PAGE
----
Have you ever thought of being stuck with needles all over your body to reduce bladder pain? Does acupuncture not only seem unpleasant but also baffling as to how it could be effective for interstitial cystitis (IC) and other bladder concerns? After all, how could having needles sticking out of your head or hand or wherever acupuncturists poke and prod have anything to do with managing bladder pain?
Well, the truth is that there’s very little evidence that acupuncture is effective for bladder issues. There’s a handful of small studies like this one from Poland, which examined 12 IC patients (all female). The participants received ten sessions of acupuncture twice a week. The efficacy of the treatment was based on responses to the interstitial cystitis symptom index; interstitial cystitis problem index; O’Leary-Sant symptom score (OSS); Patient Health Questionnaire (PHQ9); Pelvic pain and urgency & frequency patient symptom scale tests, and maximum voided volume.
(Talk about a lot of forms to fill!) The evaluations were completed in the first, third, sixth and 12th month following the treatment. The results? There was a statistically significant decrease in all of the scores, especially after the first month. The researchers therefore concluded, “The results of this study suggest that acupuncture appears to be an effective, useful, non-invasive method in IC and Bladder Pain Syndrome patients.”
Unfortunately, large, randomized, placebo-controlled, double-blind research studies are extremely expensive. Unless a drug is being tested (such as Elmiron), there’s no financial incentive to test herbal medicines for IC or alternative therapies like acupuncture.
How Does Acupuncture Work For IC and Bladder Pain?
In Oriental medicine, there’s more to an organ than its physical, Western anatomical counterpart. Sure, in Far Eastern traditional healing, the bladder’s main role is transforming fluids and excreting urine; the same deal as what we in the west associate with the bladder. But in acupuncture theory, each organ is tied to an emotion. And if you’re somebody who holds on to grudges and has fear, there’s a good chance your bladder could use a tune-up.
We’ll get back to the emotional component of the bladder in just a bit. But if you’re wondering how needles all over the body can target the bladder, this brings us to another way in which traditional medicine theory differs from Western medicine…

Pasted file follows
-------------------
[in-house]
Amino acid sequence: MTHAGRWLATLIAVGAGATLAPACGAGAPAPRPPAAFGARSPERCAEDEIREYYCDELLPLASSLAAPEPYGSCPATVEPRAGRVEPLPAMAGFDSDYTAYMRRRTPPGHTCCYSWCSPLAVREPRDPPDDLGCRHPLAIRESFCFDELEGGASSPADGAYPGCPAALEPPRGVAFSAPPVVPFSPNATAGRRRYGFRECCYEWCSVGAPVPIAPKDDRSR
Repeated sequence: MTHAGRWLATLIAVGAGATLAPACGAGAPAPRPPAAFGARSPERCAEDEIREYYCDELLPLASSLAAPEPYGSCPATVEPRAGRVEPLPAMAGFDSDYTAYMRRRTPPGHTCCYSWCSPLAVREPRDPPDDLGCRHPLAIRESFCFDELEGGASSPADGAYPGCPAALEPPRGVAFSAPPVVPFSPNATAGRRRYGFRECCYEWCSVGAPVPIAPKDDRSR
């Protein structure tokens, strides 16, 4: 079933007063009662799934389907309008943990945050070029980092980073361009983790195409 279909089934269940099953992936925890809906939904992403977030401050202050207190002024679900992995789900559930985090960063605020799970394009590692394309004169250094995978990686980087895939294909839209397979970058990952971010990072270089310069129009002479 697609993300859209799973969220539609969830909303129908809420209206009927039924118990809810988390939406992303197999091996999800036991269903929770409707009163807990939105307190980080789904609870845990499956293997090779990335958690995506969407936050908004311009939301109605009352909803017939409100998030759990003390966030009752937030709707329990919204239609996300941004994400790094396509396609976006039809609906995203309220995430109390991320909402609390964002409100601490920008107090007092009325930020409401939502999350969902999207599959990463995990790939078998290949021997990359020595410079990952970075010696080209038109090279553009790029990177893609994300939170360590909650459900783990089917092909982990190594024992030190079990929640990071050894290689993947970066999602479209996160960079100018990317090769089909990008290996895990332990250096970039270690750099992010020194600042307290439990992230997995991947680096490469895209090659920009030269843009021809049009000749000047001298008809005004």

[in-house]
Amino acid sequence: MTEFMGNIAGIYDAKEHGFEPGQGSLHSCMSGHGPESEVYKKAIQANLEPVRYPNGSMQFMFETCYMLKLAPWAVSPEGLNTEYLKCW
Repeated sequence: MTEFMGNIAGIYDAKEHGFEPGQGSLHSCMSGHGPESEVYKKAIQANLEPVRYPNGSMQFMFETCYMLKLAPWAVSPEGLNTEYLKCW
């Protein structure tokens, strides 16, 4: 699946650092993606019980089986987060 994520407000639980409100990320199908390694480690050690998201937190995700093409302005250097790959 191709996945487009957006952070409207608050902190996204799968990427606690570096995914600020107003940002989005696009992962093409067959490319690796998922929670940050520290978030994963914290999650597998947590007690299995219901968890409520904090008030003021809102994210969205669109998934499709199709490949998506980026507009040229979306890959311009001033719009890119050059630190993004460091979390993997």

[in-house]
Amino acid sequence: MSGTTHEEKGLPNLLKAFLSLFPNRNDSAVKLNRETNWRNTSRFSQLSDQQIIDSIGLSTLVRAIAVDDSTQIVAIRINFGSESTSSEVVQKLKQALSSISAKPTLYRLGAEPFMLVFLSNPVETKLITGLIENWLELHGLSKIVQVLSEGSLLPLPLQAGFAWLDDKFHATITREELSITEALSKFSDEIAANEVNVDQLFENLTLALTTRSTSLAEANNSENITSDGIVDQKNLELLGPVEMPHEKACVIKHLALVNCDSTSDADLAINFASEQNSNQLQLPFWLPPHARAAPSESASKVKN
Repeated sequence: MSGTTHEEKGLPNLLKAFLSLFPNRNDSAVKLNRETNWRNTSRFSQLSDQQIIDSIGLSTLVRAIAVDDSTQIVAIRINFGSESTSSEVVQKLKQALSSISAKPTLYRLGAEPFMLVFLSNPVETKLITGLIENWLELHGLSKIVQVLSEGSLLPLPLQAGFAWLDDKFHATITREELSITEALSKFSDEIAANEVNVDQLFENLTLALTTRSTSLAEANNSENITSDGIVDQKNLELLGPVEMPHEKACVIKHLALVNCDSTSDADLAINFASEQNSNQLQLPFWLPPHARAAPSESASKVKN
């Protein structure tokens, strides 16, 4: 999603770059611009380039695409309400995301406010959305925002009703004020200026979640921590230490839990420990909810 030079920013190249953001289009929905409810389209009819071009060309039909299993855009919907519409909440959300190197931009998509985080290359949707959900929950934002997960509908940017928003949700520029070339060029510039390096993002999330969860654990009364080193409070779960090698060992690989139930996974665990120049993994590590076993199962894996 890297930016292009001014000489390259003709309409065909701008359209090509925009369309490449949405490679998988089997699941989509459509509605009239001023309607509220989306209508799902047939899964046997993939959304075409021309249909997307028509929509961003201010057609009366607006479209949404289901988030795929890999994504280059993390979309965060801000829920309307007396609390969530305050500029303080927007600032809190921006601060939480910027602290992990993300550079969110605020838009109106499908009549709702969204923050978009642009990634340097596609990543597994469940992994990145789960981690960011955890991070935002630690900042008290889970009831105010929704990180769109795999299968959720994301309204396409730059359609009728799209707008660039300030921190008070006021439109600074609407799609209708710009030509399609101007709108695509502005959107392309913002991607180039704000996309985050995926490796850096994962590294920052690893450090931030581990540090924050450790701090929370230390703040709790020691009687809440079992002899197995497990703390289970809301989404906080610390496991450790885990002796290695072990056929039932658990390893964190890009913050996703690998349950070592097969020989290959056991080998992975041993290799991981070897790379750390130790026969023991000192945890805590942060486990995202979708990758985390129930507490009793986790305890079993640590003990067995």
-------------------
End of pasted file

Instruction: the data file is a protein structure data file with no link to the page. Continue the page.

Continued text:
Several different traditional healing systems from around the world believe in the concept of an invisible network of energy centers around the body. These are called, depending on the origin of the healing system, meridians, chakras, channels, or nadis. Each organ system is associated with several different points around the body. The essence of acupuncture is to manipulate these points along the body’s energy highway system, either strengthening an organ that needs it, or calming it down.
(You can experiment with these points on your own body. Next time you feel tension or get a headache, squeeze the fleshy part of your hand between your thumb and pointer finger with the opposite hand’s thumb and pointer finger.)
The Link Between Treating Back Pain and Bladder Pain In Acupuncture
Again, in traditional medicine, organs have more than just a physiological function. Another difference in Oriental medicine, of which acupuncture is one modality, is that every organ has a paired organ. The bladder’s paired organ is the kidney. Oriental medicine believes that the kidney is the source of the body’s energy and vitality. Poor diet, stress, lack of exercise and the aging process weaken the kidneys. And when the kidneys become weak, so, too, does the bladder.
The low back and knees are controlled by the kidney organ system. This is why many people who have IC or bladder issues also experience low back pain. So in an acupuncture session, the licensed therapist will work on points on the body to strengthen both the kidneys and bladder. (The bladder energy system runs down the length of the spine on both sides; it’s the longest and biggest meridian.)
Are You A Grudge Holder? Your Bladder Won’t Be Better For It!
As mentioned above, organs aren’t just for physical function in traditional medicine. Each organ is also associated with seasons, a specific time of day, one of the five elements (earth, wind, fire, metal, water) and emotions. The bladder’s paired organ, the kidneys are associated with fear in Oriental medicine. If you’re feeling fear (especially in 2020 because of the coronavirus pandemic), you may want to consider an acupuncture session—provided that the therapy is available in your area, and can be facilitated in a safe way.
A bladder that is out of balance may contribute to negative emotions such as holding grudges as well as jealousy and xenophobia (being suspicious of others, especially strangers or foreigners).
Does Acupuncture for IC Hurt?
There’s no reason to fear getting poked by several needles. An experienced acupuncturist will delicately and quickly insert the needles, and most of the time you will barely feel them. Once in a while, you may feel a slightly uncomfortable poke but it’s not anywhere as painful as ear piercing or a bee sting.
Keep in mind that acupuncture may take several sessions to notice positive outcomes, and you may have to continue with it to manage your pain. Many health insurance plans, including health savings accounts, cover acupuncture.